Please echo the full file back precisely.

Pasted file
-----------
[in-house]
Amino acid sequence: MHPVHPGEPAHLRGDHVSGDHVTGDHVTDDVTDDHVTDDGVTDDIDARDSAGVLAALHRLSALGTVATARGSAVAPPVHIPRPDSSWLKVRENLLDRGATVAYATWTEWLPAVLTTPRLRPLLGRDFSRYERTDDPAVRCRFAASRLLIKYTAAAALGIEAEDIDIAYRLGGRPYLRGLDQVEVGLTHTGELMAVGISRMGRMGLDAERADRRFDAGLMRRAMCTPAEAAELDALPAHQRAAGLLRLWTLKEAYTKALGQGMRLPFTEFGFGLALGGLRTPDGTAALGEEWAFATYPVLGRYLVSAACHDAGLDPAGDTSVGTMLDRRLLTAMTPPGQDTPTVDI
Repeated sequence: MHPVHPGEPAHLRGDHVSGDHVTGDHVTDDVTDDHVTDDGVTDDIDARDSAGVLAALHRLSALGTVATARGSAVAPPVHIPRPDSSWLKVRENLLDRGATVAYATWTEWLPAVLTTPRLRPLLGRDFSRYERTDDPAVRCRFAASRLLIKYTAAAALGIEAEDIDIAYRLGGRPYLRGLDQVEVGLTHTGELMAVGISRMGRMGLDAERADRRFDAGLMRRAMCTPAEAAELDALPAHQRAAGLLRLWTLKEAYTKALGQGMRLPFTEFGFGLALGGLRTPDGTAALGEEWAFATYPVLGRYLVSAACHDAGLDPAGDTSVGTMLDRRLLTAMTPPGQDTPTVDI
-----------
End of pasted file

[in-house]
Amino acid sequence: MHPVHPGEPAHLRGDHVSGDHVTGDHVTDDVTDDHVTDDGVTDDIDARDSAGVLAALHRLSALGTVATARGSAVAPPVHIPRPDSSWLKVRENLLDRGATVAYATWTEWLPAVLTTPRLRPLLGRDFSRYERTDDPAVRCRFAASRLLIKYTAAAALGIEAEDIDIAYRLGGRPYLRGLDQVEVGLTHTGELMAVGISRMGRMGLDAERADRRFDAGLMRRAMCTPAEAAELDALPAHQRAAGLLRLWTLKEAYTKALGQGMRLPFTEFGFGLALGGLRTPDGTAALGEEWAFATYPVLGRYLVSAACHDAGLDPAGDTSVGTMLDRRLLTAMTPPGQDTPTVDI
Repeated sequence: MHPVHPGEPAHLRGDHVSGDHVTGDHVTDDVTDDHVTDDGVTDDIDARDSAGVLAALHRLSALGTVATARGSAVAPPVHIPRPDSSWLKVRENLLDRGATVAYATWTEWLPAVLTTPRLRPLLGRDFSRYERTDDPAVRCRFAASRLLIKYTAAAALGIEAEDIDIAYRLGGRPYLRGLDQVEVGLTHTGELMAVGISRMGRMGLDAERADRRFDAGLMRRAMCTPAEAAELDALPAHQRAAGLLRLWTLKEAYTKALGQGMRLPFTEFGFGLALGGLRTPDGTAALGEEWAFATYPVLGRYLVSAACHDAGLDPAGDTSVGTMLDRRLLTAMTPPGQDTPTVDI